Jan 21  Korea's king, or emperor, Gojong (also Gwangmu), has made statements hostile to the Japanese to international newsmen, such as, "The United States does not realize what Japan's policy in the Far East is and what it portends for the American people. The Japanese adopted a policy that in the end will give her complete control over commerce and industry in the Far East." The Japanese force his abdication and will keep him confined to his palace until his death in 1919.

Feb 24  In an agreement with the US, Japan promises to restrict the emigration of Japanese laborers to the United States but allows the emigration of wives, children and parents of Japanese already in the United States. Some in the US are describing the few Japanese among them as agents of Japan's emperor.

Mar 5  In Russia, the new Duma in opened in St. Petersburg, and Russian troops disperse 40,000 demonstrators

Mar 16  In Finland, elections to a new parliament are the first in the world with universal suffrage and women candidates. Nineteen women are elected.

Mar 22  Taxis with meters begin operating in London.

Mar 29  In Romania, class unrest in the countryside has turned violent and has spread. A few city dwellers own much of the country's agricultural land. issues have been the leasing of lands to peasants, desire for land and fear of unemployment and hunger. Authorities blame the revolt on Jews. Foreign revolutionaries are also blamed. The uprising is to be called the Great Romanian Peasant Revolt of 1907. Romania's army is mobilized, and in the coming days it will sabre and shoot peasants. Historians will put the number of deaths between 3,000 and 18,000, with the most common figure at 11,000.

Haywood, Pettibone and Moyer

Defendants left to right, Moyer, Haywood, Pettibone

Jun 3  In Russia, Prime Minister Stolypin has accused Social Democrats of preparing an armed uprising. He demands the exclusion of 55 of their representatives from the tsar's legislative body, the Duma. The Duma refuses. Stolypin and the tsar dissolve the Duma.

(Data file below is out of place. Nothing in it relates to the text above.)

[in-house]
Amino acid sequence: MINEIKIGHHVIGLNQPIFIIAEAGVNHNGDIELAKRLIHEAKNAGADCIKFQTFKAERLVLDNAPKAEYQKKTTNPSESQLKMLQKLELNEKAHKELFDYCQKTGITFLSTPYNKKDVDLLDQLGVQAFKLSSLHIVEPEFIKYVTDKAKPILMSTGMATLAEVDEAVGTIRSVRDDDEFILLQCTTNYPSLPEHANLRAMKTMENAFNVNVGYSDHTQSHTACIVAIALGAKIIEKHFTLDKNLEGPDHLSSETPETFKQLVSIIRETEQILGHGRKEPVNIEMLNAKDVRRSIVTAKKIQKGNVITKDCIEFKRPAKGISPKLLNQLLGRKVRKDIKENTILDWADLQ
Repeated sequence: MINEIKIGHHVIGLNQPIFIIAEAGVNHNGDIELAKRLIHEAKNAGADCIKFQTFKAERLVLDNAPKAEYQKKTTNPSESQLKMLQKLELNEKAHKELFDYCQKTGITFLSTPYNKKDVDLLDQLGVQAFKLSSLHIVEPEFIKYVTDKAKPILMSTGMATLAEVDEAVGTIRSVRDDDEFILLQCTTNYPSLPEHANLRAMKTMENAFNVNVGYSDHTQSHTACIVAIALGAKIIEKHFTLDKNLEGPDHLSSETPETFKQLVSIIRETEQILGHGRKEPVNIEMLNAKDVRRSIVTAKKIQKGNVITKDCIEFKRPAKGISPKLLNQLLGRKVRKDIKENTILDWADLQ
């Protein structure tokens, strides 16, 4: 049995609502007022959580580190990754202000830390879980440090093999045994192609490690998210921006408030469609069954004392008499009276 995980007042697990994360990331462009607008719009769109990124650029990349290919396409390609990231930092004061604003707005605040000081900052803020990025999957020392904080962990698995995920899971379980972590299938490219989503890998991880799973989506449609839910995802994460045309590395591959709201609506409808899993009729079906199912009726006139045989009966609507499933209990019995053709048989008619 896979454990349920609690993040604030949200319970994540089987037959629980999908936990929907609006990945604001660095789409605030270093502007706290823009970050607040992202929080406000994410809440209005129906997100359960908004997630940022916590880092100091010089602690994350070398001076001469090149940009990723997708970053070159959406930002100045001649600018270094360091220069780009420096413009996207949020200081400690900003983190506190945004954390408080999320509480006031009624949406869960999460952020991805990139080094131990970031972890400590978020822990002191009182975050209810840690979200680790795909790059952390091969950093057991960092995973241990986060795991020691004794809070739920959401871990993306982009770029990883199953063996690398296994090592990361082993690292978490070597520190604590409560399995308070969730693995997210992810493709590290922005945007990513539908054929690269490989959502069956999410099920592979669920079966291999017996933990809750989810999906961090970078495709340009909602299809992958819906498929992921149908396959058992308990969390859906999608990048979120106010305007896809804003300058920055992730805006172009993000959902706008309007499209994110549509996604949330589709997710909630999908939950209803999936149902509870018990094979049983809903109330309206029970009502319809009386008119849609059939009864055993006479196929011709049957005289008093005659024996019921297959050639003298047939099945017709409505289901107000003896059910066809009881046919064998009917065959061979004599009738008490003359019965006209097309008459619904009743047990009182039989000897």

Date Unknown  ┬áThis year the American chemist Bertram Boltwood discovers the rate at which the radioactive element s uranium and thorium break down. He finds lead to be the final product of radioactive decay, and he uses the proportion of lead in uranium ores in rocks as a measure of time. This allows geologists to date the earth's age at 2.2 billion years. Eventually the age will be extended to 4.4 billion.

Jul 29  Since May 9 the labor leader Bill Haywood has been on trial for the murder of Steunenberg. The witness for the prosecution is a confessed participant in murder, Albert Horsley, who has describes Hayward as having ordered the murder. Haywood is represented by the famous lawyer Clarence Darrow . His cross examination of Horsely leaves the jury with the impression that Horsley's testimony is worthless. Haywood appears to have been framed and is found not guilty. Of the other two union leaders charged with Steunenberg's murder, George Pettibone will be acquitted in January and charges against Charles Moyer will be dropped.

Aug 1  Japan's order that the Korean army disband creates a rebellion within the Korean army, and disorder spreads through the country, countered with violence by the Japanese.

Aug 31  With Russia's defeat by Japan, the British see Russia as less of a threat to their interests. Britain signs a treaty with Russia. Russia agrees that Britain should have controlling influence in Afghanistan and Tibet, and the two powers end their rivalry in Iran by dividing that land into two zones of influence.

Sep 8  Catholic "modernists" have been trying to institute what they consider intellectual reforms. Thirty-eight of their 65 proposals are biblical criticisms, Pope Pius X labels these proposals as heretical. In an encyclical the pope describes "modernism" as an alliance between faith and false philosophy.

Sep 26  New Zealand rises above colony status and joins Britain's Commonwealth, as does Newfoundland.

Oct 15-16  In the US, financial manipulations create what will be called a Bankers' Panic. The New York Stock Exchange falls to almost 50 percent of its peak in 1906. There will be numerous runs on banks and trust companies.

Oct 17  Marconi initiates commercial transatlantic radio communications between Clifden Ireland and Glace Bay, Nova Scotia.

Nov 1  In Russia, Tsar Nicholas has given greater electoral value to the votes of nobility and landowners. These conservatives will dominate a new "Third Duma." Meanwhile, the tsar's police are cracking down on leftists. Jews are being attacked in Odessa.

Nov 16  In the US, Oklahoma becomes the 46th state.

Dec 6  A coal mine explosion kills 362 workers in Monongah, West Virginia.

Dec 19  A coal mine explosion kills 239 in Jacobs Creek, Pennsylvania.

Dec 21  In Chile, soldiers shoot at striking mine workers, killing more than 2000.

Dec 21  Klara Hitler dies of cancer after expressing concern about the well being of her 18-year-old son Adolf. Adolf is grief stricken.

Dec 31  By now, eight percent of US households are wired for electricity.

to 1906 | to 1908

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